Thursday 29 June 2023

An Old Soldier's Tale

Some Folk Collect Stamps....

I've nearly completed part two of my composition about 'How Life Began On Earth', and hopefully, barring a calamity of dynamic proportions, this post will emerge tomorrow unfettered. Therefore, as an interlude, I will regale my loyal readers with an anecdote concerning my dear departed paternal grandfather. This one is for you, Charles Percival, you nasty irascible dead bastard.

I was rummaging through a drawer the other day in my expansive 'Master Study' when I noted a faint cloying odour. I couldn't place it for a second, although it tugged vaguely at some deep-seated memory. I removed the drawer containing the evocative olfactory stimuli (steady Flaxen, ya starting to wax again) and tipped the contents onto the shag pile. I peered intently at the mound of detritus and shiny things...... And there it was coiled provocatively around an empty container of 'Tic Tacs'. A dishevelled/shrivelled collection on a brown string- twas Granddad's old ear collection, which he bequeathed to me in his will. As I recall, it was: item number 6. Not so much grisly as gristly. I hadn't seen them for a few years, but they hadn't changed much. Twenty-seven ears, all pierced dead centre and threaded onto old-fashioned brown waxed string. Time had not been kind to this assorted allotment of grizzled pinna. Over the years, they had folded upon themselves and taken on a distinct, dark amber hue, very reminiscent of a 'pork scratching'.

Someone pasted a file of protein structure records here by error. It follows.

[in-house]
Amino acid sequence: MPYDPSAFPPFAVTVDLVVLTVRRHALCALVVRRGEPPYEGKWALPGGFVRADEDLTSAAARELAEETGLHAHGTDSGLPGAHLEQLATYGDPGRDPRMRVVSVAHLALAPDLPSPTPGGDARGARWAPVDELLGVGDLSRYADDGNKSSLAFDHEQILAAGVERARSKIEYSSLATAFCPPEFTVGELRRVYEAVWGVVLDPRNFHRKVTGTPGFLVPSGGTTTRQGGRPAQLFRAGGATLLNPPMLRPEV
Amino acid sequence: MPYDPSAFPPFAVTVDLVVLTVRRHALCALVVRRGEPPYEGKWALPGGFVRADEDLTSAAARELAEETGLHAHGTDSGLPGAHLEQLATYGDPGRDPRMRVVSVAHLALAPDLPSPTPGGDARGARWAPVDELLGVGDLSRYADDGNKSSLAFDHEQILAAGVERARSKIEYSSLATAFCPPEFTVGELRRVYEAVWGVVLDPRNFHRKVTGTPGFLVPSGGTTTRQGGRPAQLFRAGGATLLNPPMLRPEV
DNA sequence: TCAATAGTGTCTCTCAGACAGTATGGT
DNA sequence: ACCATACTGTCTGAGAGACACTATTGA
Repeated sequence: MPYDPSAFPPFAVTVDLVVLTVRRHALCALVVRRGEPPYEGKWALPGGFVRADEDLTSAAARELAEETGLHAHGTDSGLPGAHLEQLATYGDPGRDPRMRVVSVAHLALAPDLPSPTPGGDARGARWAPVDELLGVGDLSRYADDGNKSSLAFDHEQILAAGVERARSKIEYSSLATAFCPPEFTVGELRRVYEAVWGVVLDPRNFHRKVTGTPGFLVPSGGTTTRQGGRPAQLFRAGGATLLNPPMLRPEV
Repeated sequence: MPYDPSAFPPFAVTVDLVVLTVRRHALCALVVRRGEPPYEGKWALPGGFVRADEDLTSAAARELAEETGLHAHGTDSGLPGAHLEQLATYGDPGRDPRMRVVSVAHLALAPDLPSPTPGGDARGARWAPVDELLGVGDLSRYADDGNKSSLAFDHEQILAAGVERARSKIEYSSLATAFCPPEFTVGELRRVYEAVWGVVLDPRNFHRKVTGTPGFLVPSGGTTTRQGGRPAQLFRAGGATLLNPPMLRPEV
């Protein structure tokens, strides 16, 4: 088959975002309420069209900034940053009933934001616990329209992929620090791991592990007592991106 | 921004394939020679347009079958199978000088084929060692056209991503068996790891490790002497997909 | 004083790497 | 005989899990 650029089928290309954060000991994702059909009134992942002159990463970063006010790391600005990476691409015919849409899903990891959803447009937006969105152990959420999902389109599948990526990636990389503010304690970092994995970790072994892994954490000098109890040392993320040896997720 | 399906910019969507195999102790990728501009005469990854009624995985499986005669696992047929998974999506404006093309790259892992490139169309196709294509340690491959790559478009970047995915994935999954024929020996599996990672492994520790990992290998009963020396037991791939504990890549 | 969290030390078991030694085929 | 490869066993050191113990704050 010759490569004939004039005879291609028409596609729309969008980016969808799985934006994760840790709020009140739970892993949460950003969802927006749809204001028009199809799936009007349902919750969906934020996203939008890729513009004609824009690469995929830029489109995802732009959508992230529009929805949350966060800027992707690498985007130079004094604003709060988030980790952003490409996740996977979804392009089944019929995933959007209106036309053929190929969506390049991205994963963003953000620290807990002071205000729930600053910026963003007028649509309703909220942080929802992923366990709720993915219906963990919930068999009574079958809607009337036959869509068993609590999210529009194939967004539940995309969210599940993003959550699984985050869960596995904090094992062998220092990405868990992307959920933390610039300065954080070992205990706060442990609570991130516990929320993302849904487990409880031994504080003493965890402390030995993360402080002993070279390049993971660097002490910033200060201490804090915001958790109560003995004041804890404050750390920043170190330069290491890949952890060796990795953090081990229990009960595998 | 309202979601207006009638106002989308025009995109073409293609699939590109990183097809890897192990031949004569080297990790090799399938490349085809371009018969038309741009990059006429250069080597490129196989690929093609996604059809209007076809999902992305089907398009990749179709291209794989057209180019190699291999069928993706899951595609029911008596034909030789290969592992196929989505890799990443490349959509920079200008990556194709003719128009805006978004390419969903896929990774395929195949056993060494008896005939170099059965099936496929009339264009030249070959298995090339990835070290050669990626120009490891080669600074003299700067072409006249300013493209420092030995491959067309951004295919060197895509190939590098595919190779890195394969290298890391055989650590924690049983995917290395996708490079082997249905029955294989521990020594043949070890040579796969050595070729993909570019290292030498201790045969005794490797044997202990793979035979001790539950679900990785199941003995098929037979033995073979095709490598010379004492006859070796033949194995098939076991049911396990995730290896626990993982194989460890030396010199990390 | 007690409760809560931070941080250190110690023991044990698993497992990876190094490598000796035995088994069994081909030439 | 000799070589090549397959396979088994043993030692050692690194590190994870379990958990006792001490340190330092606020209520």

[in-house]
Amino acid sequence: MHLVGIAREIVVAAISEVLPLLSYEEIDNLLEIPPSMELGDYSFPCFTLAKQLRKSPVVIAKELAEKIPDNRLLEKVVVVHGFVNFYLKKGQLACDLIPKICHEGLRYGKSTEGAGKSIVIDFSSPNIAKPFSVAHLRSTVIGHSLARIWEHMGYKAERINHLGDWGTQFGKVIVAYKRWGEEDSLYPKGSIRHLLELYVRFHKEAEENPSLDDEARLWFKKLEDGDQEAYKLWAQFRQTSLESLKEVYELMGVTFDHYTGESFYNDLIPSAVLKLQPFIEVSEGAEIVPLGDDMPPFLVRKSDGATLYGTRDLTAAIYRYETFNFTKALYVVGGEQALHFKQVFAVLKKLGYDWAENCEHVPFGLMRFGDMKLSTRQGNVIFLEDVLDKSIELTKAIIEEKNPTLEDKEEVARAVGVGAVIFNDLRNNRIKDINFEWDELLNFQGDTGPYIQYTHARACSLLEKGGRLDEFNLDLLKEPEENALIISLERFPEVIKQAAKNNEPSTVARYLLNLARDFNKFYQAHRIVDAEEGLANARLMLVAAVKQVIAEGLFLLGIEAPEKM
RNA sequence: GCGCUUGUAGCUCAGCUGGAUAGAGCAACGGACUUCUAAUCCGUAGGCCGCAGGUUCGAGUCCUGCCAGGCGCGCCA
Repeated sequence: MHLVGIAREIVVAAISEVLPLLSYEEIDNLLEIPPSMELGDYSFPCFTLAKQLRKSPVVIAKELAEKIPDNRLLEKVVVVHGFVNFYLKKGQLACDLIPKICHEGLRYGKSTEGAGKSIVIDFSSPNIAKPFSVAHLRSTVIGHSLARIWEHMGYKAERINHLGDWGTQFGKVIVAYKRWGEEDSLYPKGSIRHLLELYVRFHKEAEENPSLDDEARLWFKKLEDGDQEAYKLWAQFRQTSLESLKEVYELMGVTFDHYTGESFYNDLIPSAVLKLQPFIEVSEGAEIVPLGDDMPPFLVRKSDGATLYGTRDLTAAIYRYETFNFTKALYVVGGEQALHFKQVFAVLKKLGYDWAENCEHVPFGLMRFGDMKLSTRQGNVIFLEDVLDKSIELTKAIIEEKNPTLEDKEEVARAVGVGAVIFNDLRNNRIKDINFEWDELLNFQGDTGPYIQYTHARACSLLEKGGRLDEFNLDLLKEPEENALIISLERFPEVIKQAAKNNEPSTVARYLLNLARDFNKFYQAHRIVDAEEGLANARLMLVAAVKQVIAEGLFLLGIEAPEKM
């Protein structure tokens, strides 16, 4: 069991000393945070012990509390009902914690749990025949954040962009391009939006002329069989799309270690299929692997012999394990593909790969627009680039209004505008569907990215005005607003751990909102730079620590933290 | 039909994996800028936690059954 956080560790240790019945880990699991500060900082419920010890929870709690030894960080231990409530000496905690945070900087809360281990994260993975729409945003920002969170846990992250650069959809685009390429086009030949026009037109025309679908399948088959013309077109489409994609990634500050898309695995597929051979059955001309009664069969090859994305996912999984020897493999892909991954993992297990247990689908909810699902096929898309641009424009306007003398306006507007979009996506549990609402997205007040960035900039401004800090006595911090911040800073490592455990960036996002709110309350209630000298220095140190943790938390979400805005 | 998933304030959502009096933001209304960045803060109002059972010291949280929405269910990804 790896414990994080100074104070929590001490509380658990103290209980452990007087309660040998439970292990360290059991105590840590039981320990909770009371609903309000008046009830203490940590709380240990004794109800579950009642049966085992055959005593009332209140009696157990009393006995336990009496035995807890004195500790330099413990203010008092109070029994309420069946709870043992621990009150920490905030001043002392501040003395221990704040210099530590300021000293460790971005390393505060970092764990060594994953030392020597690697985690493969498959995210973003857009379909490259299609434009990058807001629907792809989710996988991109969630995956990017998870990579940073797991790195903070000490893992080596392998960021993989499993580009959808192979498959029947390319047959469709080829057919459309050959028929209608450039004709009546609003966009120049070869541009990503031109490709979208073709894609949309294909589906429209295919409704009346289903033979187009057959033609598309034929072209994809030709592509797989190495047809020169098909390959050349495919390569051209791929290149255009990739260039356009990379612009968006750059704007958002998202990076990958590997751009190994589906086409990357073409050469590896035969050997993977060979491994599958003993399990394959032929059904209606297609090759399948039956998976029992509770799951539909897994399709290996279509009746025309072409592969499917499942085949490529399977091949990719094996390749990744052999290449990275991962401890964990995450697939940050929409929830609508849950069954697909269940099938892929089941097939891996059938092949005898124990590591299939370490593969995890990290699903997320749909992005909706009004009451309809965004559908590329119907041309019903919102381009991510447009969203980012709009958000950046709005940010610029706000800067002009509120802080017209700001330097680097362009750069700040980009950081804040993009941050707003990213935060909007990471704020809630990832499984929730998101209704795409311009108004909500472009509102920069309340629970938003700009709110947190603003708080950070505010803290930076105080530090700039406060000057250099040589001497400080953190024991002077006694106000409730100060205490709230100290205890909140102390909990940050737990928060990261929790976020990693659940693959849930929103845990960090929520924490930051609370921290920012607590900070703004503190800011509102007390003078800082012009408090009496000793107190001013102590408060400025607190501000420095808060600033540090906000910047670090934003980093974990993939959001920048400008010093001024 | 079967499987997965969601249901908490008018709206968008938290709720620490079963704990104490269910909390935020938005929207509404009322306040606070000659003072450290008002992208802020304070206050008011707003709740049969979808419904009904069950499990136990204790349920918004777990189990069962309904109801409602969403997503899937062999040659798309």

When I was young, my father, bless him, when in his cups, would regale me with lurid tales about his father's wartime exploits during the Great War and would hint darkly about a mysterious relic which never left Granddad's waistcoat pocket. So I was aware of the 'Ear Story' but put it down to old soldier's tales. And so the years passed, and old Gramps finally passed away. His meagre collection of goods was distributed amongst the relatives. My cousin inherited my grandfather's gold fob watch on a silver chain, and I got item number 6 secreted inside an old cocoa tin. And who said the old cunt didn't have a sense of humour.